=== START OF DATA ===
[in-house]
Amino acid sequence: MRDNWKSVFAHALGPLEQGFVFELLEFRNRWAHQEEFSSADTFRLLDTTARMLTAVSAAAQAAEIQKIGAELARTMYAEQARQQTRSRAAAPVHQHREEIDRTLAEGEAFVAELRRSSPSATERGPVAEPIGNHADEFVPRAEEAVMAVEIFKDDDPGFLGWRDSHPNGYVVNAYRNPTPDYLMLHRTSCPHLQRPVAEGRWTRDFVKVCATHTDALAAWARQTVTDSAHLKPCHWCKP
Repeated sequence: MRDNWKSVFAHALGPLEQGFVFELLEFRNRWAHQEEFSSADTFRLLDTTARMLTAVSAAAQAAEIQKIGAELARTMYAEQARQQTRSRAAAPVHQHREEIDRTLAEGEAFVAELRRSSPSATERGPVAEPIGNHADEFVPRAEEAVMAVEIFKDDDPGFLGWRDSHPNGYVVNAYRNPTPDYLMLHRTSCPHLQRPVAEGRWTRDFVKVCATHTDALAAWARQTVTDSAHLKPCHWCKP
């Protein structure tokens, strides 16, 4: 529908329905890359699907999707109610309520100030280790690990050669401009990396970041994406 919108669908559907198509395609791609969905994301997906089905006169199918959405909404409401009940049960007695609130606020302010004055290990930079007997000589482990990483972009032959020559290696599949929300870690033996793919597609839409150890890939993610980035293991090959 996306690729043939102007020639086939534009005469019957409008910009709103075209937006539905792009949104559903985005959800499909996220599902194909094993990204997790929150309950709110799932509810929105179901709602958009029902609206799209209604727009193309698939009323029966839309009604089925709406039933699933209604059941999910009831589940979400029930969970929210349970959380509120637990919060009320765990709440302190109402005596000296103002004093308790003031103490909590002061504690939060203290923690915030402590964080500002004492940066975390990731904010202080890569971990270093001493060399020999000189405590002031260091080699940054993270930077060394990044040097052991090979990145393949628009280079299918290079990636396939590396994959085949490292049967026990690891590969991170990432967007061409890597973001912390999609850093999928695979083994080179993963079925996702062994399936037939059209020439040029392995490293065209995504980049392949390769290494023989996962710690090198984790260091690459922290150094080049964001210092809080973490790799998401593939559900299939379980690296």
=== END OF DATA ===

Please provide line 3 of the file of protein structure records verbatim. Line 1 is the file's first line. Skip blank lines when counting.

Repeated sequence: MRDNWKSVFAHALGPLEQGFVFELLEFRNRWAHQEEFSSADTFRLLDTTARMLTAVSAAAQAAEIQKIGAELARTMYAEQARQQTRSRAAAPVHQHREEIDRTLAEGEAFVAELRRSSPSATERGPVAEPIGNHADEFVPRAEEAVMAVEIFKDDDPGFLGWRDSHPNGYVVNAYRNPTPDYLMLHRTSCPHLQRPVAEGRWTRDFVKVCATHTDALAAWARQTVTDSAHLKPCHWCKP